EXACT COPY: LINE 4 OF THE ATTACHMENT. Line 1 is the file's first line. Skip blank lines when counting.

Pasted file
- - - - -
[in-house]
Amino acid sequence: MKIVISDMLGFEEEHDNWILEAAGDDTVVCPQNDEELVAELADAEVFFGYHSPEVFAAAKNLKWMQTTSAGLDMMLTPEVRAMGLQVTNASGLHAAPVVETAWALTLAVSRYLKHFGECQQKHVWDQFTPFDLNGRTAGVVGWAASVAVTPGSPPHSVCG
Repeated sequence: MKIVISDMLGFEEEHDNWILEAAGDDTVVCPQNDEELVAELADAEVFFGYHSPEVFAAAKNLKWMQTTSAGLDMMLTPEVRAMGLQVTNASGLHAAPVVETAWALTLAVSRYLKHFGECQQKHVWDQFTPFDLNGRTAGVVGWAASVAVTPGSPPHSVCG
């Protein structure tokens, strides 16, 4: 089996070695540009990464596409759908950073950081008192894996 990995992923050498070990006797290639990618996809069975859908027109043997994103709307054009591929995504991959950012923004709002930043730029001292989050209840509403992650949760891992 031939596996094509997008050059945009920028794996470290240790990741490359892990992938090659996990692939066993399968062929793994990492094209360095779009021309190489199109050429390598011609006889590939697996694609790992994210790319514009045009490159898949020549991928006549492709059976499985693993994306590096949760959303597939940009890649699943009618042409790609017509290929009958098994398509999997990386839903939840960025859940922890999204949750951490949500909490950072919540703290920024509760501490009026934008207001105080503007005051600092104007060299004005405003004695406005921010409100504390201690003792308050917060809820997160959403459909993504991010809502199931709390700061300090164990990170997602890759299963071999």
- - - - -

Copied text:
């Protein structure tokens, strides 16, 4: 089996070695540009990464596409759908950073950081008192894996 990995992923050498070990006797290639990618996809069975859908027109043997994103709307054009591929995504991959950012923004709002930043730029001292989050209840509403992650949760891992 031939596996094509997008050059945009920028794996470290240790990741490359892990992938090659996990692939066993399968062929793994990492094209360095779009021309190489199109050429390598011609006889590939697996694609790992994210790319514009045009490159898949020549991928006549492709059976499985693993994306590096949760959303597939940009890649699943009618042409790609017509290929009958098994398509999997990386839903939840960025859940922890999204949750951490949500909490950072919540703290920024509760501490009026934008207001105080503007005051600092104007060299004005405003004695406005921010409100504390201690003792308050917060809820997160959403459909993504991010809502199931709390700061300090164990990170997602890759299963071999």